Precious metal researcher: PhD chemical engineering student, Noko Phala.
Applying the fundamentals of quantum physics to understand the diversified uses of gold has secured chemical engineering PhD student, Noko Phala, an invitation to research this topic further with leading experts in the field at The Royal Institution of Great Britain later this year.
The potential for gold to function as a heterogeneous catalyst for synthesis gas conversion to methanol (in addition to its jewellery, dental and investment-type applications) is a problem of common interest to both Phala and Professor Richard Catlow of the Institution, whom Phala met after presenting a paper at a recent conference.
Professor Eric van Steen, chemical engineering Head of Department and Phala's supervisor, believes an academic visit to the UK will be very important for Phala's technical and social development, as well as for UCT.
"Besides allowing Noko to further his research with leading experts in the field of gold catalysis, the visit will also strengthen collaborations between the two institutions," he said.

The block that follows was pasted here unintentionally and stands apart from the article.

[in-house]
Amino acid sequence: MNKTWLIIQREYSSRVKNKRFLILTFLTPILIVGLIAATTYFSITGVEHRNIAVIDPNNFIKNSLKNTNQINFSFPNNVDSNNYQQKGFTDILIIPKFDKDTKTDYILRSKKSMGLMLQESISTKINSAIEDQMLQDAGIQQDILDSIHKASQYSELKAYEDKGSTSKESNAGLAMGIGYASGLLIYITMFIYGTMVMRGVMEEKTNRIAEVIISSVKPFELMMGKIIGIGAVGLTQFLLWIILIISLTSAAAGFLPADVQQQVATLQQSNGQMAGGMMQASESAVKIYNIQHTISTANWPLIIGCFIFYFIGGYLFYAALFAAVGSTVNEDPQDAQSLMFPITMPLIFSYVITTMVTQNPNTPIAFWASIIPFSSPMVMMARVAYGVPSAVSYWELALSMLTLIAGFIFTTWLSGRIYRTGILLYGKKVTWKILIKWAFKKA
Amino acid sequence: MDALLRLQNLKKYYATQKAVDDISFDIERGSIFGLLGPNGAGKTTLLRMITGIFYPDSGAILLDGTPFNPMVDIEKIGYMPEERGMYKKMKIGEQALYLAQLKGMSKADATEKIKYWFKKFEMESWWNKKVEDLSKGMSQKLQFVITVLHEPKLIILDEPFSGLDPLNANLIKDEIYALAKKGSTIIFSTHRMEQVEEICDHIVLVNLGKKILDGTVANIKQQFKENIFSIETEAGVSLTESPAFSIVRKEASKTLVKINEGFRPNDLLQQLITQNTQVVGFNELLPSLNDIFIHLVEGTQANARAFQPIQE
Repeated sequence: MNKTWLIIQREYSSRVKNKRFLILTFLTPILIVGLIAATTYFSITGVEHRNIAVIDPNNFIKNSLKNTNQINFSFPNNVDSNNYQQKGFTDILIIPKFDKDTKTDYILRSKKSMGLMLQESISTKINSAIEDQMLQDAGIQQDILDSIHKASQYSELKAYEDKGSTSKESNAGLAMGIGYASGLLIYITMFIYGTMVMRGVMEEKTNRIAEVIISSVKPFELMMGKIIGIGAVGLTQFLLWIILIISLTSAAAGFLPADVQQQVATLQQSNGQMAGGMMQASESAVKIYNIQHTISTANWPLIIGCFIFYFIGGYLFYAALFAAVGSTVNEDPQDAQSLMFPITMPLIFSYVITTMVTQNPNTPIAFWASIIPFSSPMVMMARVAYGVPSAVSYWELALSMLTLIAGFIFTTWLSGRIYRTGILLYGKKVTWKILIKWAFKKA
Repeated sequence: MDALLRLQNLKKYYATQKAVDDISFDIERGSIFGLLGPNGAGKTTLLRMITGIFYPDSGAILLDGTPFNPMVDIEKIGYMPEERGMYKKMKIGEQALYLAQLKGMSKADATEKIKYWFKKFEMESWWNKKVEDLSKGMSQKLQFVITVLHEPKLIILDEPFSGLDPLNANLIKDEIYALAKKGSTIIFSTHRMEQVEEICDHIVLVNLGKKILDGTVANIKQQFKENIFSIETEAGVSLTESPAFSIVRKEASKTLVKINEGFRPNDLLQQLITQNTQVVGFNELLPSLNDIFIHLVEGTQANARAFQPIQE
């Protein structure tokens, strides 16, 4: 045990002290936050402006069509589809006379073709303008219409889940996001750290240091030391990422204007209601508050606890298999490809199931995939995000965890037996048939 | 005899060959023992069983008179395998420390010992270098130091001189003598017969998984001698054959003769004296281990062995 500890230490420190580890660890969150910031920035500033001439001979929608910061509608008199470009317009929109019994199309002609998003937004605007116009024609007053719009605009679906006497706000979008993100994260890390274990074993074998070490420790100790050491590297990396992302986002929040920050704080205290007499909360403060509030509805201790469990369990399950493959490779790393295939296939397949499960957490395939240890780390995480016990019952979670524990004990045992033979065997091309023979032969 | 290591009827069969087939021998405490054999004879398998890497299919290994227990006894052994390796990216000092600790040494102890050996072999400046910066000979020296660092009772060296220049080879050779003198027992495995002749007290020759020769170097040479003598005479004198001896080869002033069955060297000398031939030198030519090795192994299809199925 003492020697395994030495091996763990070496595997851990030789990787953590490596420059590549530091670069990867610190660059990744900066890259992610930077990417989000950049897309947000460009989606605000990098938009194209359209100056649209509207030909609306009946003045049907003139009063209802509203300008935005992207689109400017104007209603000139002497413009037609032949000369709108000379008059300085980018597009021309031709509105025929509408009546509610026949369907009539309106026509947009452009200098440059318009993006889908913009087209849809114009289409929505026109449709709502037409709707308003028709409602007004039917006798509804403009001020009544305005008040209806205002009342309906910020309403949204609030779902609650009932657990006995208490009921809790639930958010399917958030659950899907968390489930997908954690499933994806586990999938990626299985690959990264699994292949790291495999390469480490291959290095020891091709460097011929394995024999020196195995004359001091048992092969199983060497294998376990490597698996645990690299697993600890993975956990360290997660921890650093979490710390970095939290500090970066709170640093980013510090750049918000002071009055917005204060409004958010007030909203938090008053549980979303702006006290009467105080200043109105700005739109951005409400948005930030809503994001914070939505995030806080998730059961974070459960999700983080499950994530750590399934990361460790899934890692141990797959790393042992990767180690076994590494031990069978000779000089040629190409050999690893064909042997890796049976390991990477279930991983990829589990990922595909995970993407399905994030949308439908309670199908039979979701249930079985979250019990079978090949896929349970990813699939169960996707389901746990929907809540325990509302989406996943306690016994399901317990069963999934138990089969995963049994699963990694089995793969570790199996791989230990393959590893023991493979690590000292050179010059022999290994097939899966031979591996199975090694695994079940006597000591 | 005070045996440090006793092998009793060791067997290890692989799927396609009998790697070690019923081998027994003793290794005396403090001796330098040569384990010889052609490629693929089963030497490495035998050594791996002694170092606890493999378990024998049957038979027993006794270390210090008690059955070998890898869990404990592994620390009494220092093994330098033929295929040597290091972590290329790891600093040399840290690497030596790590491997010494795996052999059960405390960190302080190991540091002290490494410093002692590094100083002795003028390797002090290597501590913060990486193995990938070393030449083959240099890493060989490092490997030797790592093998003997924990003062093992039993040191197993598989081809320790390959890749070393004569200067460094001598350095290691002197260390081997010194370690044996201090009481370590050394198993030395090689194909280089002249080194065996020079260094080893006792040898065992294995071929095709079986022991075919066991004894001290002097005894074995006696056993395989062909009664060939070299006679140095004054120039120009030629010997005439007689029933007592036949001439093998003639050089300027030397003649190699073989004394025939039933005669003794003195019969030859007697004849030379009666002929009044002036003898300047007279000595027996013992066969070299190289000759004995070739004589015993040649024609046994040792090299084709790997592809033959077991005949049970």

After Phala obtained his BSc (chemical engineering), first class honours, at the end of 1999, he joined AngloGold, where his work as a metallurgist saw him learning about the day to day operations of a gold processing plant.
Phala explained, "After all my studying this was a 'real world' experience for me. I loved learning about the technical issues but even more exciting was the opportunity to engage with people and management issues."
It was during 2000 that AngloGold and Mintek initiated Project AuTek to investigate the possibilities of expanding the uses of gold. It was due to this that the company sent Phala back to UCT to complete his MSc and PhD to provide them with an academic study of this area.
"Although AngloGold is mining, selling and marketing gold they would like to expand their marketing efforts into other potential applications in the future," Phala continued. "I am happy to be working on this project and to be part of the process of ensuring that the market for gold expands and therefore becomes more stable.
"At the end of my four months in Britain I will be able to bring back knowledge to UCT and we will have a better understanding of what gold will and won't be able to do," he concluded.